When we fall short of our goals, it’s easy to say things like, “I’m just not cut out to do this job,” or “I’ll never be smart enough to do the things I want to do.” These totalising views are part of your overall mindset, and whether you realise it or not, your attitude towards life plays a huge role in your success. If you find negativity constantly creeping into your daily thoughts, it may be time for a mindset shift. With some focused thought and a desire to change, you can give your mentality a makeover.
At times, you may feel entirely hopeless and depressed; you try to clutch onto something that shall lift you out of your misery, but you do not seem to find anything. You might even feel disconnected and begin to lose inspiration in life; or maybe everything just seems boring and pointless. The counter to this kind of attitude is the practice of gratitude.
Gratitude is the element that most people tend to ignore in their personality, possibly because it’s so easy to ignore. If something is already there in your life, why feel grateful? This however leads to a life of constant grasping, always trying to get more without ever really feeling happy about the present.
Gratitude is to acknowledge the good things in your life, and to be able to sense their worth.
You are not standing still.
Change is inevitable. You are going to change anyway. Whatever you choose to do or not to do, you are going to be a slightly different person in 6 months time.
If you are going to change anyway, might as well make a choice. Choose how you want to change. Making no choice at all is also a choice, but it’s one that leaves you randomly floating about the seas of life with no direction.
On the other you hand, you can choose to be a better person in a half year’s time. A more successful person. A more skilled person. Whatever you like.
Here are a bunch of personal development ideas to help you move along.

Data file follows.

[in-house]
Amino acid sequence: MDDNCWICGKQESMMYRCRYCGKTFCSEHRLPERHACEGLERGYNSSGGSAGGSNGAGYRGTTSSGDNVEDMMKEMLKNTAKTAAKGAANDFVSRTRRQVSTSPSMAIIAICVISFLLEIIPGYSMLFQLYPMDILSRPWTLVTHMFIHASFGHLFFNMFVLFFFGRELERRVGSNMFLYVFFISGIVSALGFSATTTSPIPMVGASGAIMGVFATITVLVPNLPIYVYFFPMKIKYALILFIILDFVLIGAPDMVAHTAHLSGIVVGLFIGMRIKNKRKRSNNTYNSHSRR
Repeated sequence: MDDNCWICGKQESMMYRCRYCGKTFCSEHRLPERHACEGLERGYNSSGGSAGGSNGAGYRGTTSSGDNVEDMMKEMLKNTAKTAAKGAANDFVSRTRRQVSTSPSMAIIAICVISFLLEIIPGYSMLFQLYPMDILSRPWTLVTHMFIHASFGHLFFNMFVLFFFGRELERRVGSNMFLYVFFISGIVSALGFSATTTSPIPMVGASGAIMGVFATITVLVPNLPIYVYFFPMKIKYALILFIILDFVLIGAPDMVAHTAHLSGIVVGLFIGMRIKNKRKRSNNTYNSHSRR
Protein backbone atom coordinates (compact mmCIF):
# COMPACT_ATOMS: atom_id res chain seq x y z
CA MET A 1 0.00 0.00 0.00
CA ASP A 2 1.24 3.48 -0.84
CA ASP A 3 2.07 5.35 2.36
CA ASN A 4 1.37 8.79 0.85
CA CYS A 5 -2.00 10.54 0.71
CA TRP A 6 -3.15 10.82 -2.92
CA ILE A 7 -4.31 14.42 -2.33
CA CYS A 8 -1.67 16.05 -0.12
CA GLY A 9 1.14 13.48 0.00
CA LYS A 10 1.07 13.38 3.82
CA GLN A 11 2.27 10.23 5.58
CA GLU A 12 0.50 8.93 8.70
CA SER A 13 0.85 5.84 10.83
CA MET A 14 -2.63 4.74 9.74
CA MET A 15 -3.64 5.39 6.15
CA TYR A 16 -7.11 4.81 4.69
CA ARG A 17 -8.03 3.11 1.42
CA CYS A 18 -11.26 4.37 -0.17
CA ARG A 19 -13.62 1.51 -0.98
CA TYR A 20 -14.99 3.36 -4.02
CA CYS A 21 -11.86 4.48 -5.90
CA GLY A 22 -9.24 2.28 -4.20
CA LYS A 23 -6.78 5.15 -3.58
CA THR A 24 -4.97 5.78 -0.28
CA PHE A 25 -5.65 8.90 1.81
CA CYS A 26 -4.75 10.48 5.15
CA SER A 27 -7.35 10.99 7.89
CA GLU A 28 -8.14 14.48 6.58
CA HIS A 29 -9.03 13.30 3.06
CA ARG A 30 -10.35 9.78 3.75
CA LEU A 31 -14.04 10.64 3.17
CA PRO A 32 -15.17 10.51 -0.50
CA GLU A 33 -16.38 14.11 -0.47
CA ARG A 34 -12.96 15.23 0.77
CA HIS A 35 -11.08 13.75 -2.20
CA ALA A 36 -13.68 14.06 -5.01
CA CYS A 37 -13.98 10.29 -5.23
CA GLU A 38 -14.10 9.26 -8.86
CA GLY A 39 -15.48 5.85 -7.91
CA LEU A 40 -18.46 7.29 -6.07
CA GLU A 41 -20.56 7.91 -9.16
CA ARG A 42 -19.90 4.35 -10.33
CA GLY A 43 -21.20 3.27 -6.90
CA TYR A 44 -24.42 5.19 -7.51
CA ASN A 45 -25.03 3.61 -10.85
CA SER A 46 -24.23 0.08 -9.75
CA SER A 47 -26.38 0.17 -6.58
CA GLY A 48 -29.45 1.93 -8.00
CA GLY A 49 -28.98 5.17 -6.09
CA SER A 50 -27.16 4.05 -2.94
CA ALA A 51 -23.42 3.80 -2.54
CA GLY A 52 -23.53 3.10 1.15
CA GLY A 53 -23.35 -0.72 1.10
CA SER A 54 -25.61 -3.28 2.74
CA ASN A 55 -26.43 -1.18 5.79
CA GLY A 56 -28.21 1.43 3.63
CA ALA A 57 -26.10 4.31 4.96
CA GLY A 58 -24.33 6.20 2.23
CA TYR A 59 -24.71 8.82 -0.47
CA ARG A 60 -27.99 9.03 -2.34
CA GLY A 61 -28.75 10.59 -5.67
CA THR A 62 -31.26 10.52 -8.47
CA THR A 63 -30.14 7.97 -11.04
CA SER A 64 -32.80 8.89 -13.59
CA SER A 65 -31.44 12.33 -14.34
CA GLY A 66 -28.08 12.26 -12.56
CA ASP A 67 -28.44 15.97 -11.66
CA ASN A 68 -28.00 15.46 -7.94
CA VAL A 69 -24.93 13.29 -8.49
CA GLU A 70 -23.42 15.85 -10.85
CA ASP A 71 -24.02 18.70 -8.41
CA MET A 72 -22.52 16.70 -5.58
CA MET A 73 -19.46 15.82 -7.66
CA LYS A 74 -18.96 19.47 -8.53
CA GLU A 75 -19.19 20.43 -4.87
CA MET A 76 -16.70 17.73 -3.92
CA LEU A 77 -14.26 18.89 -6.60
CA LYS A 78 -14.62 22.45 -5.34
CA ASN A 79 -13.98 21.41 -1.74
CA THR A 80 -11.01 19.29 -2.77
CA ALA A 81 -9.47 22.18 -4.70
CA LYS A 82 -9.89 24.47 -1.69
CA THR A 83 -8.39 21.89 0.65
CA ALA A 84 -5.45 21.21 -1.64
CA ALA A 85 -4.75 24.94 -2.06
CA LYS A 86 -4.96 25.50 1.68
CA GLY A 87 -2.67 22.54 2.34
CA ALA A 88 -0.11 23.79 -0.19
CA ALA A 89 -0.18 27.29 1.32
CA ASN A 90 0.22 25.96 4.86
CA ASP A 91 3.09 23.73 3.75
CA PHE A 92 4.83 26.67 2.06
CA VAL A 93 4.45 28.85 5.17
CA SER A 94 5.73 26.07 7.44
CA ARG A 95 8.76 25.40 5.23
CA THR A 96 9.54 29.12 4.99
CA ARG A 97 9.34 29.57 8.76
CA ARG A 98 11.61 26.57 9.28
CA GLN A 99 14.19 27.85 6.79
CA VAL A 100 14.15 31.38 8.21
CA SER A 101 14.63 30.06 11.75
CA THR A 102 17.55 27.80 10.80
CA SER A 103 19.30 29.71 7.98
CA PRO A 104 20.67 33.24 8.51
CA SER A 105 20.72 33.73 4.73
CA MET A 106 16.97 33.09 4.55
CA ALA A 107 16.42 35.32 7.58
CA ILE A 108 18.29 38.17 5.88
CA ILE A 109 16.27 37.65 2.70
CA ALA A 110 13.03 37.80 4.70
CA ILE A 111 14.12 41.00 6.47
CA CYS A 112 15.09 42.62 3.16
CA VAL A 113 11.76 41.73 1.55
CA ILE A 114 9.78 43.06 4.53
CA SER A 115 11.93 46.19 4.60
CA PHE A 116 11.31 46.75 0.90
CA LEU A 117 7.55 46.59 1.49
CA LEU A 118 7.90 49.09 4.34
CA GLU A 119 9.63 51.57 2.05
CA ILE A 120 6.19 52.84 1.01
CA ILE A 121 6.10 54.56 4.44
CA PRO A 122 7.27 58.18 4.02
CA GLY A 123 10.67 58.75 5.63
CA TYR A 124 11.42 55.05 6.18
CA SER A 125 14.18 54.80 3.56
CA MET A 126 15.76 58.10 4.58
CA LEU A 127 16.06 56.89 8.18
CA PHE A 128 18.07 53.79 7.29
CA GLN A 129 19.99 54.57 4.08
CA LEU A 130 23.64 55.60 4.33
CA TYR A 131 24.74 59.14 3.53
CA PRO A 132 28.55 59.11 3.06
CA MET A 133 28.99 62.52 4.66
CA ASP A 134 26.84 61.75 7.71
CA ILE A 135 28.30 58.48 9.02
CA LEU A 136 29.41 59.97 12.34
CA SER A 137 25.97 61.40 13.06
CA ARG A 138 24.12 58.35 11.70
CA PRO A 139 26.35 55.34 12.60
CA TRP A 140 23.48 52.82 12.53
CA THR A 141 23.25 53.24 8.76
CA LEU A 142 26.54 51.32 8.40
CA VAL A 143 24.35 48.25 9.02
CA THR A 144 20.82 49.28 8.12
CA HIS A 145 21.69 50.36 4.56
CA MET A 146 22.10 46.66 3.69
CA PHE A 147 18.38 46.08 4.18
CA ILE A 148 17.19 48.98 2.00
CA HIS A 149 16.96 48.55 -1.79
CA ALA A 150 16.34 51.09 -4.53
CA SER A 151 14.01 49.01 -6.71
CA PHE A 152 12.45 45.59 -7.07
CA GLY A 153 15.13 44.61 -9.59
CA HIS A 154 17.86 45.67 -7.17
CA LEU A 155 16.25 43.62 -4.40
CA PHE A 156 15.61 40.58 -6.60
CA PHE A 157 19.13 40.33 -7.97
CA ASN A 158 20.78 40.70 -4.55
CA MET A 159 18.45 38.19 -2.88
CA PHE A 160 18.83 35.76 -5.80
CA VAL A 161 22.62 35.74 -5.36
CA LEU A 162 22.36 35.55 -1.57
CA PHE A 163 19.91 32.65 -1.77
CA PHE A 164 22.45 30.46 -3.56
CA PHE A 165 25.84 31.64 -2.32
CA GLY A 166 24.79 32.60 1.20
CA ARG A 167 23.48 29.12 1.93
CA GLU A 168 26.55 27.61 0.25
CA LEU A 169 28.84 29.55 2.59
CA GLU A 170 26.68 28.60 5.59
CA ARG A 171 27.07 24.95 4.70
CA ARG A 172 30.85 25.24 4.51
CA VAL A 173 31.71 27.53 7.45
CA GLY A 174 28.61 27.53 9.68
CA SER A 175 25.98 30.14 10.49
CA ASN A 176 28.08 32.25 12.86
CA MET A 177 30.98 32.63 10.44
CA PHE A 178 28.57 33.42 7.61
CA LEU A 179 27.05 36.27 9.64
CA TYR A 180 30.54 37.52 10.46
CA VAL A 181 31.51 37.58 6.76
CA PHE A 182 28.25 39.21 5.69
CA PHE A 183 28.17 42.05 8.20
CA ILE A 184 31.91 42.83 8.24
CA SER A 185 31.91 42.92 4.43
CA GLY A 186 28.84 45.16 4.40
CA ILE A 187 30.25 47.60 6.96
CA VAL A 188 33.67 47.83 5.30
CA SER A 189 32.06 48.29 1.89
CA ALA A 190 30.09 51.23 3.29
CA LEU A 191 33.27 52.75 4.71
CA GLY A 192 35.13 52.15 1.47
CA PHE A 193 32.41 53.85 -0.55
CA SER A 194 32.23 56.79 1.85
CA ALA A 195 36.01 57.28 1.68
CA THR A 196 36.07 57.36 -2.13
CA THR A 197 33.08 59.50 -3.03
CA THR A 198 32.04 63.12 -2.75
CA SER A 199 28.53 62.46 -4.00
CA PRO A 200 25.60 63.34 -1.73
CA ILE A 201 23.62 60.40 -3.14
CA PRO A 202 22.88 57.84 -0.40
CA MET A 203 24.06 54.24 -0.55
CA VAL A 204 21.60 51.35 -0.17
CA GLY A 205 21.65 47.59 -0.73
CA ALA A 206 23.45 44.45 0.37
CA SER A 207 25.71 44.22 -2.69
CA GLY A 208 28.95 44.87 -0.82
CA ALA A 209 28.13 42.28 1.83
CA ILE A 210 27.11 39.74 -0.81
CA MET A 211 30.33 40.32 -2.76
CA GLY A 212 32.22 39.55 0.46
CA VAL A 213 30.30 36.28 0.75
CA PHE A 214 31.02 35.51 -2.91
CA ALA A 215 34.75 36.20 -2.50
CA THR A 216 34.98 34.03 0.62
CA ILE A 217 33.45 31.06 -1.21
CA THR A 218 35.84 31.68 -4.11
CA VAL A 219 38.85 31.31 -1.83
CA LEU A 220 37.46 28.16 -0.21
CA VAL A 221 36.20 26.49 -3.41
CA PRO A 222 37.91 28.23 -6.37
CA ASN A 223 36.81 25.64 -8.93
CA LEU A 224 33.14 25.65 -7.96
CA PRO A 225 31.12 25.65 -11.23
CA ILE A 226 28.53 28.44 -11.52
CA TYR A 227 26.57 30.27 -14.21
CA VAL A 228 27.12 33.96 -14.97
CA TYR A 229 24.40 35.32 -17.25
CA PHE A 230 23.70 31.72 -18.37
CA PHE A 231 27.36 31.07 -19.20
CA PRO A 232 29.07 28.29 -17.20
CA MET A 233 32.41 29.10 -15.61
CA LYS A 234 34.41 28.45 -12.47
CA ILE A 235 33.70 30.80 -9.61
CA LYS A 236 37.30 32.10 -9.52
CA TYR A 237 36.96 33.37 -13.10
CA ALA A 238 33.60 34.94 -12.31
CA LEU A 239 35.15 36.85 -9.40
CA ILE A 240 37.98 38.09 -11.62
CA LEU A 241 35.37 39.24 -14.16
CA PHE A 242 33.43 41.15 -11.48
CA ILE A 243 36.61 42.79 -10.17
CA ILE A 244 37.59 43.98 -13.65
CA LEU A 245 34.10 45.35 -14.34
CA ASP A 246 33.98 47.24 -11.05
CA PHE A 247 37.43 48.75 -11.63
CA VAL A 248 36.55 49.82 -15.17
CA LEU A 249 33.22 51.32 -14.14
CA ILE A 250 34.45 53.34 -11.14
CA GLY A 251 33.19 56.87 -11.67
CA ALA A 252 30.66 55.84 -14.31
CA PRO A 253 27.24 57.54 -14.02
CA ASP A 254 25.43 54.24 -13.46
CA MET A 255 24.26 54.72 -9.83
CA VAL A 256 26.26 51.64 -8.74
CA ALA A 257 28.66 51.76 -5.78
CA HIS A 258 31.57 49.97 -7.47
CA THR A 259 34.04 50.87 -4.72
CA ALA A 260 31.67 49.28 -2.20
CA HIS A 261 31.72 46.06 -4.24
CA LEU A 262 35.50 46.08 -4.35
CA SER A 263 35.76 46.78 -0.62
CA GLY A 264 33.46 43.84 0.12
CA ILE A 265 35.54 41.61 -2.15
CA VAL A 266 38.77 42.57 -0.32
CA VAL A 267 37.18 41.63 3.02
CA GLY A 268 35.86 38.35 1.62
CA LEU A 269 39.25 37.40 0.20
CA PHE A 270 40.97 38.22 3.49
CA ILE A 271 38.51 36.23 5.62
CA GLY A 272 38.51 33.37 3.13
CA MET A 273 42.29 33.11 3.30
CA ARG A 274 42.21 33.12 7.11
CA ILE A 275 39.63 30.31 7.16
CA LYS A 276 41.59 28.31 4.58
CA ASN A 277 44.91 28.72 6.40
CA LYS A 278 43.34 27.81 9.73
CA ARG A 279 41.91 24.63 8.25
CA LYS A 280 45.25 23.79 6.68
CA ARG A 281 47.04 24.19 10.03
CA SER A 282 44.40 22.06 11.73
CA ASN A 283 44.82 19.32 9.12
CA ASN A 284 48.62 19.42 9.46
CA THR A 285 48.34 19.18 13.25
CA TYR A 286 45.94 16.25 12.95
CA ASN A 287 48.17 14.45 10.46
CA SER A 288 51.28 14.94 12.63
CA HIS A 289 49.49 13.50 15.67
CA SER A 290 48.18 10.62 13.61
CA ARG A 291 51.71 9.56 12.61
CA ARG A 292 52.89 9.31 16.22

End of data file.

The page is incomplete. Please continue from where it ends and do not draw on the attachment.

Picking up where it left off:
Philosophers and intellectual thinkers have argued over and over again on the true purpose in life. Each and every one of them has her/his own unique take on the matter. However, this question does not only concern intellectuals; it concerns the entirety of the human kind.
People go about their lives, wondering about the value of their existence. This question can partly be answered by finding one’s self-respect.
Self-worth means defining the reason behind every action you take throughout your journey; and whether the outcome reflects the true nature of your own unique identity.
To start discovering your self-worth, you need to stop comparing yourself to others.
The only one you should be comparing yourself to is your former self.
Do listen to your inner voices. Some of these voices might be destructive so you have to maintain a somewhat critical attitude. You need to challenge the destructive tendencies within you and work on strengthening the beneficial ones.
I don’t think anyone is really free from delusions. We all have our quirky beliefs about how the world works or how it should work and about our own place in it. Few of those beliefs are well-grounded, but not all of them are harmful either.
The problem arises when our delusions start holding us back from realising our potential or when they start affecting our lives and the lives of other people. Continue reading
“The harder I work, the luckier I get” — Unknown
“Luck” is a word that has pervaded our everyday language. One can have a lucky day at the casino, be lucky to narrowly escape a car accident, a lucky coincidence may lead you to meet the love of your life.
We all understand the meaning of these phrases. Yet luck has got to be one the most abstract and hard to define concepts in our lives.
Sometimes it’s obvious that the word “lucky” simply means “good” or “positive”. Take the above example of avoiding a car accident. To say that it was a lucky event usually means no more than that it’s a good thing that the event turned out the way it did rather than the other way around.
But we also use the word “lucky” to describe people or things as if “luck” is a certain property that this somebody or something has.
What does it mean to be lucky?
If you have a few spare dollars (euros/pounds/insert your local currency) and you want to do something really meaningful with them, I mean something that will undoubtedly have a greater positive impact on your life than any other way of spending those few dollars, then I have an idea for you.
No, it’s not buying a lottery ticket. You see, when you buy a lottery ticket, you are giving away a few of your hard-earned dollars for a slight glimmer of a chance that you might land the jackpot. This glimmer is very small indeed. As in, microscopic. You are giving away the control of your life to some event that may or may not happen, and indeed will almost certainly not happen. Hey, I could bet you a million dollars that you are not going to win the jackpot, how about that?